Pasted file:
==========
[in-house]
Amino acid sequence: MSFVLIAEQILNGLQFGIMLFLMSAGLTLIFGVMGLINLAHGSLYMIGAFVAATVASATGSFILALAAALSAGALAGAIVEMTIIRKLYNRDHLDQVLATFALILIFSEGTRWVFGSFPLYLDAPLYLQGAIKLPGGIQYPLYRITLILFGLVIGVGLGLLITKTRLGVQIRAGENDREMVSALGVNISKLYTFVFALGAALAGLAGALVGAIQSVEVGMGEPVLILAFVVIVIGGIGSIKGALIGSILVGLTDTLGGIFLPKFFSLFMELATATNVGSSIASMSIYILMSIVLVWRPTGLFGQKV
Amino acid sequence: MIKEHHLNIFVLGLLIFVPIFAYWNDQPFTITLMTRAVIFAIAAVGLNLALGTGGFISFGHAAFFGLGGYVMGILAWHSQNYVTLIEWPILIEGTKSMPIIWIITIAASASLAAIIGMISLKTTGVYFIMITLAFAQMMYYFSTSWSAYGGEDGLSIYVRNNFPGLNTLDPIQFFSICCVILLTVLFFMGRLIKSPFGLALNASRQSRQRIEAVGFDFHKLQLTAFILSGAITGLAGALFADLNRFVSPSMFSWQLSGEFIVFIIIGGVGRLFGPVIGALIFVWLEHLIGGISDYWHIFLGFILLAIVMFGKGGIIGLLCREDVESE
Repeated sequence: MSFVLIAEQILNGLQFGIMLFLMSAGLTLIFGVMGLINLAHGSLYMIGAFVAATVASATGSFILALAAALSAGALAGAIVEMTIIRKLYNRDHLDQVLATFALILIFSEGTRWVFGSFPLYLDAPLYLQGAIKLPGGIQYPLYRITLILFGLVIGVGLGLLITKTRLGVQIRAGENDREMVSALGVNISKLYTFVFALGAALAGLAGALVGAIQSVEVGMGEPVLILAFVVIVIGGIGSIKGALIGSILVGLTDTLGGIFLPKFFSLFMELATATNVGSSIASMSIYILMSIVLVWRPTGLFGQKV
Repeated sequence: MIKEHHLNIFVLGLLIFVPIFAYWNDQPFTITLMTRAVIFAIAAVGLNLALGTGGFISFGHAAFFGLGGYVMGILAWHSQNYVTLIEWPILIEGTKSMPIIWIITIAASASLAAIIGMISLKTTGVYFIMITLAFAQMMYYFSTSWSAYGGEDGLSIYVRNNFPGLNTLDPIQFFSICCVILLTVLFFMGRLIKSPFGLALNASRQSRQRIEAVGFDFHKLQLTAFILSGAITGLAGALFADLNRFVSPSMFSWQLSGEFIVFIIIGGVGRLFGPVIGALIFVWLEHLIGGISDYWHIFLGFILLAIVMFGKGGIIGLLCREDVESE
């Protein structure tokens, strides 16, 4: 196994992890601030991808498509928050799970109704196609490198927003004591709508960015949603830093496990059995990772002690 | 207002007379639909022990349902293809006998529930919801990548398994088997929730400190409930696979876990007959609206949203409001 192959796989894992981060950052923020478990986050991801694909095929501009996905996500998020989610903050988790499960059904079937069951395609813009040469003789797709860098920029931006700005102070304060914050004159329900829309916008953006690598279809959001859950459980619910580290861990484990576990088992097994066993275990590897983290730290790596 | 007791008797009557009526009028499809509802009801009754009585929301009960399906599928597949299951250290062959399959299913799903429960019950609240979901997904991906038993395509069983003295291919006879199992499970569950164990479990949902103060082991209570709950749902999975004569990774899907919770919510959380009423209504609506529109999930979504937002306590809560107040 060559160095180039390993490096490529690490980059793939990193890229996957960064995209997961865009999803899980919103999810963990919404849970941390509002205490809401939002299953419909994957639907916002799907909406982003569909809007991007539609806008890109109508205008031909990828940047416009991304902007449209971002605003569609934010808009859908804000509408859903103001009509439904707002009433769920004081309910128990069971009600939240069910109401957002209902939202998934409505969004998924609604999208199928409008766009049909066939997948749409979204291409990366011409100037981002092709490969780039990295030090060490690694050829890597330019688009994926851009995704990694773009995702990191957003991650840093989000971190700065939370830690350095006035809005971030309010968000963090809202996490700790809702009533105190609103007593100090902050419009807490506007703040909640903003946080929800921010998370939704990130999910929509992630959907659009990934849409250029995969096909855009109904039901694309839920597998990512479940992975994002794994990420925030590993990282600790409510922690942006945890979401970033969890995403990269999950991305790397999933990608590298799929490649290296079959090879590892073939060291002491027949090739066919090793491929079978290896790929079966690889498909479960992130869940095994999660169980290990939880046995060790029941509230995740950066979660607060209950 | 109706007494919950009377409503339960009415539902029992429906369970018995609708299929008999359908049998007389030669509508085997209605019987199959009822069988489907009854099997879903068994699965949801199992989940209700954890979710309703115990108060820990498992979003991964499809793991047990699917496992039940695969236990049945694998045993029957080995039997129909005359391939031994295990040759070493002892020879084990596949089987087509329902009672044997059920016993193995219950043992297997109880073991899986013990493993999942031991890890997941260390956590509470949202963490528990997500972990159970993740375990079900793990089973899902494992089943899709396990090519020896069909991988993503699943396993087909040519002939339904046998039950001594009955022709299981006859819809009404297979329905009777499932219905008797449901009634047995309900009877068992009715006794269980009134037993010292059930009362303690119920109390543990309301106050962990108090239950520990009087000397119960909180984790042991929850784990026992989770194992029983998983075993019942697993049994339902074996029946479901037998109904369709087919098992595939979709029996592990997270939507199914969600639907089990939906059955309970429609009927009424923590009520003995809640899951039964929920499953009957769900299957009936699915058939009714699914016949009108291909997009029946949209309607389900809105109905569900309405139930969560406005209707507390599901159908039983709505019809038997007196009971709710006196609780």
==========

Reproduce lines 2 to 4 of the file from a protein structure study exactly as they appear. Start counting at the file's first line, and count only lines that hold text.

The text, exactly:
Amino acid sequence: MSFVLIAEQILNGLQFGIMLFLMSAGLTLIFGVMGLINLAHGSLYMIGAFVAATVASATGSFILALAAALSAGALAGAIVEMTIIRKLYNRDHLDQVLATFALILIFSEGTRWVFGSFPLYLDAPLYLQGAIKLPGGIQYPLYRITLILFGLVIGVGLGLLITKTRLGVQIRAGENDREMVSALGVNISKLYTFVFALGAALAGLAGALVGAIQSVEVGMGEPVLILAFVVIVIGGIGSIKGALIGSILVGLTDTLGGIFLPKFFSLFMELATATNVGSSIASMSIYILMSIVLVWRPTGLFGQKV
Amino acid sequence: MIKEHHLNIFVLGLLIFVPIFAYWNDQPFTITLMTRAVIFAIAAVGLNLALGTGGFISFGHAAFFGLGGYVMGILAWHSQNYVTLIEWPILIEGTKSMPIIWIITIAASASLAAIIGMISLKTTGVYFIMITLAFAQMMYYFSTSWSAYGGEDGLSIYVRNNFPGLNTLDPIQFFSICCVILLTVLFFMGRLIKSPFGLALNASRQSRQRIEAVGFDFHKLQLTAFILSGAITGLAGALFADLNRFVSPSMFSWQLSGEFIVFIIIGGVGRLFGPVIGALIFVWLEHLIGGISDYWHIFLGFILLAIVMFGKGGIIGLLCREDVESE
Repeated sequence: MSFVLIAEQILNGLQFGIMLFLMSAGLTLIFGVMGLINLAHGSLYMIGAFVAATVASATGSFILALAAALSAGALAGAIVEMTIIRKLYNRDHLDQVLATFALILIFSEGTRWVFGSFPLYLDAPLYLQGAIKLPGGIQYPLYRITLILFGLVIGVGLGLLITKTRLGVQIRAGENDREMVSALGVNISKLYTFVFALGAALAGLAGALVGAIQSVEVGMGEPVLILAFVVIVIGGIGSIKGALIGSILVGLTDTLGGIFLPKFFSLFMELATATNVGSSIASMSIYILMSIVLVWRPTGLFGQKV